As presented in Fig. 2, the search identified 8974 potentially relevant studies. Of these, 2723 were excluded for being duplicates; 165 were excluded for being unrelated to the topic and 6076 for not fully complying with the PCC. Of the remaining ten references, one was excluded for reporting data obtained in armed conflict. From the nine final articles, the reference lists were read and three more papers were added. In the end, 12 articles were included in this review (Table 2).

Fig. 2
figure 2

PRISMA Flowchart (adapted) of the study selection process

Table 2 Research methods of the studies (n = 12)

Most studies used qualitative methods (n = 8) (Campbell, Greeson, Bybee, & Fehler-Cabral, 2012; Cole, 2011; Herbert et al., 2021a; Kelty et al., 2013; Moylan and Lindhorst, 2015; Moylan et al., 2017; Tien et al., 2017; Wegrzyn et al., 2021); while the remaining used mixed methods (n = 2) (Adams & Hulton, 2018; Campbell et al., 2011), or a case study approach (n = 2) (Greeson et al., 2019). More than half of the included studies (Adams & Hulton, 2018; Greeson et al., 2019; Herbert et al., 2021; Moylan & Lindhorst, 2015; Moylan et al., 2017; Tien et al., 2017; Wegrzyn et al., 2021)(n = 8) were carried out between 2015 and 2021.

The included articles mostly reported research efforts conducted in the United States ( Adams and Hulton, 2018; Campbell et al., 2011; Campbell et al., 2012; Cole, 2011; Moylan and Lindhorst, 2015; Moylan et al., 2017; Wegrzyn et al., 2021)(n = 8), followed by Australia (Greeson et al., 2019; Herbert et al., 2021; Kelty et al., 2013) ) (n = 3), and Taiwan (Tien et al., 2017)(n = 1). Among the selected studies, there was a notable absence of European studies.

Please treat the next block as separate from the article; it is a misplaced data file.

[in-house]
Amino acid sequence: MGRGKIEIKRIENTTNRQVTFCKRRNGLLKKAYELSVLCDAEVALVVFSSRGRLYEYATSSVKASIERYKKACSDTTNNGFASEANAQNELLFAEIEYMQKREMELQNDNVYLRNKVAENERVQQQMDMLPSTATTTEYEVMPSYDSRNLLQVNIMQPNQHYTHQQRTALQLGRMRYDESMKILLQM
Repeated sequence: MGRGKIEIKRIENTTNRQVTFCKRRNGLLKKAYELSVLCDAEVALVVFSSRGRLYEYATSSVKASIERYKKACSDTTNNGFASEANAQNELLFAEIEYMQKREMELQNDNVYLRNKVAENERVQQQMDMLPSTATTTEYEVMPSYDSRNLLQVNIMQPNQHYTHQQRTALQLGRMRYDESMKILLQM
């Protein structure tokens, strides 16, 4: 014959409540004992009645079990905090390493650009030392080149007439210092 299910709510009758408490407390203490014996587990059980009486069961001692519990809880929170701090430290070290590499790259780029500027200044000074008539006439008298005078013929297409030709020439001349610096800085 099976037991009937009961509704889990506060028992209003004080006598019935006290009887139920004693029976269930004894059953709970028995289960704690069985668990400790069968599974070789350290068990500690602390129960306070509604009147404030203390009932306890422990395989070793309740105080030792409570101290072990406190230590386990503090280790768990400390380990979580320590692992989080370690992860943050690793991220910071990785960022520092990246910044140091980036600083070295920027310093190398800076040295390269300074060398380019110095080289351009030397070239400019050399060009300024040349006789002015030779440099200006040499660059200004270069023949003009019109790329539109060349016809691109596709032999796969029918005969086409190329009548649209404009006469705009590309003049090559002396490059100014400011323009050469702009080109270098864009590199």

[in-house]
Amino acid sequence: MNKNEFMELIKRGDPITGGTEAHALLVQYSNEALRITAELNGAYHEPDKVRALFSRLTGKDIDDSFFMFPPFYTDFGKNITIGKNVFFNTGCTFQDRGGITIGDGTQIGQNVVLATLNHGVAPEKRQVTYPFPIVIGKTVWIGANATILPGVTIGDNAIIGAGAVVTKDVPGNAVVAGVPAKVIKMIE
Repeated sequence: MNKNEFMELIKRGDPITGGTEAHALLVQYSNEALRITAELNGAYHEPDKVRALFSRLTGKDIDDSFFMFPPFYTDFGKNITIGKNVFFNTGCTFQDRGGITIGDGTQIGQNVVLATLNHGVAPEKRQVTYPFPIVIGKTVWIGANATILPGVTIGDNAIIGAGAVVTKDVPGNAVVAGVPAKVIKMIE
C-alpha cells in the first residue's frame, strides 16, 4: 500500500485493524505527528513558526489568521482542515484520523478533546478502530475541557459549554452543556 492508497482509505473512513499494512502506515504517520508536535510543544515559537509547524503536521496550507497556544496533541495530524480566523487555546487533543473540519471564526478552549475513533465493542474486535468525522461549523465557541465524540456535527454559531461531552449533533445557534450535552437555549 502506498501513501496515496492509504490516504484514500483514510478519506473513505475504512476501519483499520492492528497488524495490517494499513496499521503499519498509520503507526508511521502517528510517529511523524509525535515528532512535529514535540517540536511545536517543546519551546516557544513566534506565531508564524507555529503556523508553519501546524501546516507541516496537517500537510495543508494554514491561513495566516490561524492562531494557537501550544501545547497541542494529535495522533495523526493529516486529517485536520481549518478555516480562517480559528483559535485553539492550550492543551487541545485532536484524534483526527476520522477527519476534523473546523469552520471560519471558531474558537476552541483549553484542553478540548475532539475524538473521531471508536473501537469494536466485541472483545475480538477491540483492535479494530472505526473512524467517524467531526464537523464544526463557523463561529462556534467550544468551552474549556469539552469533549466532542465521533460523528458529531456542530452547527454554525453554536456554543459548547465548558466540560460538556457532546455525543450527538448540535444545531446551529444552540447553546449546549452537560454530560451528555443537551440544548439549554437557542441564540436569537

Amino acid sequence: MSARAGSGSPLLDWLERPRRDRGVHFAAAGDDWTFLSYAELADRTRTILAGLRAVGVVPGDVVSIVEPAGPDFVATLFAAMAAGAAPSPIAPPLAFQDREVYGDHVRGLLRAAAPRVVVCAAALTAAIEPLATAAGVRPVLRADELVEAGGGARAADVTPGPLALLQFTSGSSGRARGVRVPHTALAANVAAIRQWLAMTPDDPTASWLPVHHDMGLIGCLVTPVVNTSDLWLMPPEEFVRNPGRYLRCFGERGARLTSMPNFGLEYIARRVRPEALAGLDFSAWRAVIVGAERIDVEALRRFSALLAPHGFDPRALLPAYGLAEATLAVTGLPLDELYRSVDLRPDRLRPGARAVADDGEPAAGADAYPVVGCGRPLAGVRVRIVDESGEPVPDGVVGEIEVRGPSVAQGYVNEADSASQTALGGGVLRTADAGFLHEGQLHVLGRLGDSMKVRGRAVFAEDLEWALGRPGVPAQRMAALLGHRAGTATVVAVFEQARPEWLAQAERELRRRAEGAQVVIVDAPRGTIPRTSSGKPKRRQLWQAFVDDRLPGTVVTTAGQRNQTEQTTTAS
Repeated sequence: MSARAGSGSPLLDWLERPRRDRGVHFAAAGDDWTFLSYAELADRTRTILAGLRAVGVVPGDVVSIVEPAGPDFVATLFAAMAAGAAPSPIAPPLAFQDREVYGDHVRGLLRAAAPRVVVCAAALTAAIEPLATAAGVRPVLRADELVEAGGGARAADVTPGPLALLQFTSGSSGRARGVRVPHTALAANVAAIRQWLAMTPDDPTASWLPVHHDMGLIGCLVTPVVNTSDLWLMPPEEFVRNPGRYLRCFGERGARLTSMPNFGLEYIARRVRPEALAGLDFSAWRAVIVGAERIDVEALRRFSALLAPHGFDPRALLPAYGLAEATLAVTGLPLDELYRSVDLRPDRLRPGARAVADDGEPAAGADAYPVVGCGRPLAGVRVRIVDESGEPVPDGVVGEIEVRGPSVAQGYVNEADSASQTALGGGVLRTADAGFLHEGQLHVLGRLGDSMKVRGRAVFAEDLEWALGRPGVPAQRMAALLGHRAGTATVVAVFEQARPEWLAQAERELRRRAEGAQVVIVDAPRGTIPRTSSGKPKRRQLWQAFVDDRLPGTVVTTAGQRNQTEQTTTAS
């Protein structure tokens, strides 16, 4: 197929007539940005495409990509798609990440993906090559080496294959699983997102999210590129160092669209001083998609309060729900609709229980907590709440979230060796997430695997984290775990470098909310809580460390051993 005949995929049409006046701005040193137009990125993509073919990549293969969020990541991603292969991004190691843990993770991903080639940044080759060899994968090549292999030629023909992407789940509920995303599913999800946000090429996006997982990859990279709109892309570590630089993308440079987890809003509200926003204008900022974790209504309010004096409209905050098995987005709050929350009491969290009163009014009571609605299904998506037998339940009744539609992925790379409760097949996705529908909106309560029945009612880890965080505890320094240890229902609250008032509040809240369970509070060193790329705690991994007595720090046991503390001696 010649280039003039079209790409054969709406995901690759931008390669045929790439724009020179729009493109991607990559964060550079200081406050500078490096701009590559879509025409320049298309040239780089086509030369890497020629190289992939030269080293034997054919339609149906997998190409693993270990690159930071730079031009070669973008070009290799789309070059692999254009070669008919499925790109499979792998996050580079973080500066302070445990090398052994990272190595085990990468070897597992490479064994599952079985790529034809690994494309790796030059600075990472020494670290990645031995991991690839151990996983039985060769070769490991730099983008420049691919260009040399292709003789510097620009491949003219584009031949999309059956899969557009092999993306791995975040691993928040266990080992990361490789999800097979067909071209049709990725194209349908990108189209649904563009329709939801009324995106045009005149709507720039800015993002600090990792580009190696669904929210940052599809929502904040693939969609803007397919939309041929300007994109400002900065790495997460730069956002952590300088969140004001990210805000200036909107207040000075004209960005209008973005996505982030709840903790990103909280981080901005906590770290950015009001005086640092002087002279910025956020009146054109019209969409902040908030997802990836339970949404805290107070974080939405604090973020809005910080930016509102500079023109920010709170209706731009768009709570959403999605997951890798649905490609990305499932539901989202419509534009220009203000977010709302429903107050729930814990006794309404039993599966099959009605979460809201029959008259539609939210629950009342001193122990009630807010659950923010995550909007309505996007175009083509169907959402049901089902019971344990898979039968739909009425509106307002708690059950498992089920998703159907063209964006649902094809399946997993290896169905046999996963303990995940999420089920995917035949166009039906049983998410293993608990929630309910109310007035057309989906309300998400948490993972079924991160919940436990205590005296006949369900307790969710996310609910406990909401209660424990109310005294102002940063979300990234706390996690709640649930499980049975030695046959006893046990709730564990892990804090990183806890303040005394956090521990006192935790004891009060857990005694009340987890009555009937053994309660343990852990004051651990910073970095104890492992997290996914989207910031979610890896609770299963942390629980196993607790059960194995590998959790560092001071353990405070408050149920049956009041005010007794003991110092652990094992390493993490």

The majority of the studies evaluated the general collaboration between team members (Adams & Hulton, 2018; Campbell et al., 2011, 2012; Greeson et al., 2019; Herbert et al., 2021; Moylan & Lindhorst, 2015; Moylan et al., 2017; Tien et al., 2017; Wegrzyn et al., 2021) n = 10). The remaining focused on specific dimensions, specifically communication within the team (Kelty et al., 2013) (n = 1), and perceptions of victims of sexual abuse’s advocates about the revictimization of sexual abuse victims by the police and the health system (Cole, 2011) (n = 1).

Considering the five dimensions of the analyzed model, themes related to Collaboration, Communication and Hierarchy stood out, as barriers in the five dimensions. Regarding the facilitators, the themes related to Collaboration, Leadership, and Relationships stood out (Tables 3 and 4). In the following paragraphs, an analysis of the barriers and facilitators for each of the Bronstein’s framework dimensions is provided. For a detailed description, see Table S1 (Supplementary material).